Spotify's growth is undoubtedly impressive. It was founded in 2008 by Sweden's Daniel Ek, who was inspired by equally impressive though not-so-legitimate Napster, and now has 50 million users, 12.5 million of which are paying subscribers, in 58 countries. It's also captured the imagination of investors, who have poured around $500m (£318m) into the company since its inception, valuing it at around $3bn.
Yesterday its latest growth figures adhered to this trend - sales grew 73.6% last year to €746.9m (£592.9m). But it's not all rosy. While it reported a fall in net losses from €86.7m in 2012 to €57.8m, its operating losses, which are arguably a better indicator of performance, grew 16.4% to €93.1m.
This is partly driven by the fact it paid €605m in royalty costs - more than 80% of its revenue. This highlights the fact that Spotify is at its core just a facilitator – primarily connecting consumers with streams of music, rather than investing in music of its own. That being the case its library, currently unbelievably large, can only continue to grow at a certain pace.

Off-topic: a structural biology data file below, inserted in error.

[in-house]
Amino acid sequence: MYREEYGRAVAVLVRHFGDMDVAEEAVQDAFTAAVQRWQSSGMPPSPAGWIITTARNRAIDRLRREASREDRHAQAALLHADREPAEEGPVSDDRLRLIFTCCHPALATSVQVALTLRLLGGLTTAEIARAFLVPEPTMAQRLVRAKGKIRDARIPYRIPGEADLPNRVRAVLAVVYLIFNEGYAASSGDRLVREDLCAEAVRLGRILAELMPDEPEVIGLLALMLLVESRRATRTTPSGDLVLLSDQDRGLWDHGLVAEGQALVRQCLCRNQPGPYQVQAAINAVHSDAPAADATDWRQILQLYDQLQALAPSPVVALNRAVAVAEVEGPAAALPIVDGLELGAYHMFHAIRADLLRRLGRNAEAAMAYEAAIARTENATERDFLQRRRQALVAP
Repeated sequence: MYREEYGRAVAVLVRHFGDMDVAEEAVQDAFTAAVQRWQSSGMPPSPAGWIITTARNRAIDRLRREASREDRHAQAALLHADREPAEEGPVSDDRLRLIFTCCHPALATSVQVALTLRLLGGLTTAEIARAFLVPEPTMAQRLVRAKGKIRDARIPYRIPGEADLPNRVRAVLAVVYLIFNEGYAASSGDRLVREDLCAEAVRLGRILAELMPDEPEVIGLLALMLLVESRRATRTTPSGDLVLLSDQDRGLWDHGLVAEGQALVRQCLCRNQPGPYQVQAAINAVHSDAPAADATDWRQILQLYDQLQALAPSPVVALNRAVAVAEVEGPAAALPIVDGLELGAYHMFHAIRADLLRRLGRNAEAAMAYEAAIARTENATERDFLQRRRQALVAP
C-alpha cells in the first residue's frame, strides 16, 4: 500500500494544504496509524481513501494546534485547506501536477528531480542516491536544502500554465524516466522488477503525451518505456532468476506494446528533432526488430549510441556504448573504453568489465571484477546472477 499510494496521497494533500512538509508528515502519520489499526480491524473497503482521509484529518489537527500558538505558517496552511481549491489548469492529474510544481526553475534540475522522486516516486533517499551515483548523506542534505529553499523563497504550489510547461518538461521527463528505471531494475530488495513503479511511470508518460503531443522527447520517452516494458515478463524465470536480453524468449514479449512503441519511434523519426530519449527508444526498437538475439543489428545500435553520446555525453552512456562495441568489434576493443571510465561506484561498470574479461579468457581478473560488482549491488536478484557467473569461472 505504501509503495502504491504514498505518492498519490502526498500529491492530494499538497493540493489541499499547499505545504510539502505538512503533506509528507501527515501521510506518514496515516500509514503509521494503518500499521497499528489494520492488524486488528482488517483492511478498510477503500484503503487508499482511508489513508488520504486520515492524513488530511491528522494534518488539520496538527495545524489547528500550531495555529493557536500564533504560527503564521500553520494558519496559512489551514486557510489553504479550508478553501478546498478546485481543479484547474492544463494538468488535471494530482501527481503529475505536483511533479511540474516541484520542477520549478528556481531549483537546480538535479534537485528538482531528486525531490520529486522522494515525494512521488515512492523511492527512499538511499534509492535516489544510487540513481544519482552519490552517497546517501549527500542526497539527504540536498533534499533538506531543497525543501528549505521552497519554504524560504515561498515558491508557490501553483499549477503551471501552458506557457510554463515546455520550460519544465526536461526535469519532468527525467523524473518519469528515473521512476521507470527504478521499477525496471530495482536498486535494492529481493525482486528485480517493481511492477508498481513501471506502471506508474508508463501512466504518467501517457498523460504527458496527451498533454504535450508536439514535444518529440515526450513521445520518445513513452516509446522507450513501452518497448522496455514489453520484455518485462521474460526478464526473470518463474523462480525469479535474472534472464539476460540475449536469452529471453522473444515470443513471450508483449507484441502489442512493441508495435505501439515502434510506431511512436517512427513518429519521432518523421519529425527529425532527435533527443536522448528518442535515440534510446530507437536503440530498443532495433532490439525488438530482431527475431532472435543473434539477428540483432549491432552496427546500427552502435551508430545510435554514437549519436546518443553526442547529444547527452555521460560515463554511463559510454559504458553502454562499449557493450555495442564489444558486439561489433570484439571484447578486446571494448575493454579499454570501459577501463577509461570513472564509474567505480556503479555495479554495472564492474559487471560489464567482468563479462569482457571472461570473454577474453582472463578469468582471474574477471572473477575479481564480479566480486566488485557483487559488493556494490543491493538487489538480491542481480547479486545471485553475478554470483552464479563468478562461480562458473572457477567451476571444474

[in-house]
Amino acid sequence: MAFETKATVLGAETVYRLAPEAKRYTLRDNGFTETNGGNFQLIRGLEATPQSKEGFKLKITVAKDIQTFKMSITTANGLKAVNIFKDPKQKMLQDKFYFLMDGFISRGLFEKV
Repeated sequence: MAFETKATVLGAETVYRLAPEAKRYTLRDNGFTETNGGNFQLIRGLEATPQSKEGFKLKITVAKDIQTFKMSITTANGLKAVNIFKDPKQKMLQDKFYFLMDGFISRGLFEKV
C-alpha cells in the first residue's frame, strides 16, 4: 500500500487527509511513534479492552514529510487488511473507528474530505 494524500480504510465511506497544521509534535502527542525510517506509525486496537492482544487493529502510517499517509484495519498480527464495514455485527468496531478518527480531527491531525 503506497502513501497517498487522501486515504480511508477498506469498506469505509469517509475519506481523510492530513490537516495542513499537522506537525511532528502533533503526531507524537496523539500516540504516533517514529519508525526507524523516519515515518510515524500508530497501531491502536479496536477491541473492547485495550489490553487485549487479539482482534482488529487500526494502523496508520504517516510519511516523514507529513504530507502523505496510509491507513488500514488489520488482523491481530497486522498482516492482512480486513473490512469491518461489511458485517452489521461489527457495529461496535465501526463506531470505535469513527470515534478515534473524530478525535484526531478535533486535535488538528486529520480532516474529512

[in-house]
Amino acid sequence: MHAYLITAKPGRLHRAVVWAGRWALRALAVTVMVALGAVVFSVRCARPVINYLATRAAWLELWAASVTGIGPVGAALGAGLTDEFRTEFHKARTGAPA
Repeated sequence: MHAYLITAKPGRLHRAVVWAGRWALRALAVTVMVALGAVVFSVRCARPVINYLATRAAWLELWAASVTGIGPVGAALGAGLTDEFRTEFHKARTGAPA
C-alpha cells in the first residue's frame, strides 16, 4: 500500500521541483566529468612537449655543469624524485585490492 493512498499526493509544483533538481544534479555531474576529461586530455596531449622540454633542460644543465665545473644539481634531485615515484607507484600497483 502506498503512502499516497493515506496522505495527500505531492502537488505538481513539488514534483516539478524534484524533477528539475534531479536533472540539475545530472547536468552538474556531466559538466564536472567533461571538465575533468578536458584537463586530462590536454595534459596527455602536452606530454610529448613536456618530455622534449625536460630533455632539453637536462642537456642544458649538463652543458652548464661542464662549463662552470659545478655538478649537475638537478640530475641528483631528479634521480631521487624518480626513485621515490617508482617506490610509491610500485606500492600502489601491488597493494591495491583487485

Its relationship with artists has often been fraught. Many have claimed they do not receive a fair amount of cash for their music and Taylor Swift made headlines by pulling her tunes from the site earlier this month.
Perhaps its biggest danger though is competition from its larger tech rivals. Google launched a competing service last year and although that didn't do so well it's since launched another streaming package - Youtube Music Key - to bring the fight to Spotify. Apple and Amazon are likely to follow close behind. They are in a position to use music streaming as a loss-leader to attract customers to their other services, whereas Spotify doesn't currently have anything else to make money from.
James McQuivey, an analyst with the Boston-based Forrester Research, told the New Yorker last week, 'Someone like an Apple or a Google is already realizing how valuable music is as a customer-engagement tool and will offer something quite similar to this, without making you pay for it, the way Amazon has included video in the Prime membership without expressly charging. And then suddenly you’ve disrupted Spotify.'
'If I have to say yes or no will Spotify be as big and strong as it is five years from now, the answer will be no.'
The investor cash won't last forever and If Spotify can't figure out how to start turning a profit soon then it could be ripe for acquisition.